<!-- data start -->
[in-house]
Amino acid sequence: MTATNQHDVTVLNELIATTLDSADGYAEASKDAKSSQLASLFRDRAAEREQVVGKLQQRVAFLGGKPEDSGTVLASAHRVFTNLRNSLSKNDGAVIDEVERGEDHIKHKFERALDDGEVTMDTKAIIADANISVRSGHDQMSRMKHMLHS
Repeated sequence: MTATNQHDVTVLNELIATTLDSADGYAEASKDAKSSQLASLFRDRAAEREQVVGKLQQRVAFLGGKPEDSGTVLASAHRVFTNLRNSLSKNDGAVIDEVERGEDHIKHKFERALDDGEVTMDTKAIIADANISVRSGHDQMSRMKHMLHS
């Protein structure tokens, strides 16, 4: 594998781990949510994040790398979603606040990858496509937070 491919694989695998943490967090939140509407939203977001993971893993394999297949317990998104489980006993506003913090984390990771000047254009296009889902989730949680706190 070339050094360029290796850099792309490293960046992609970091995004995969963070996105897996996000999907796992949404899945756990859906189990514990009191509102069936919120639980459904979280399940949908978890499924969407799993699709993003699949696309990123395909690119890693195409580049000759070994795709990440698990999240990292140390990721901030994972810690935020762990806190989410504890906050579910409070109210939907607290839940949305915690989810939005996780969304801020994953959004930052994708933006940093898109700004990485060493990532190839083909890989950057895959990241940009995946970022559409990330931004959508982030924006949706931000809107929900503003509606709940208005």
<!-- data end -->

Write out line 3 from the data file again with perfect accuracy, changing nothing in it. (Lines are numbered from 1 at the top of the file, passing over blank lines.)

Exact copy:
Repeated sequence: MTATNQHDVTVLNELIATTLDSADGYAEASKDAKSSQLASLFRDRAAEREQVVGKLQQRVAFLGGKPEDSGTVLASAHRVFTNLRNSLSKNDGAVIDEVERGEDHIKHKFERALDDGEVTMDTKAIIADANISVRSGHDQMSRMKHMLHS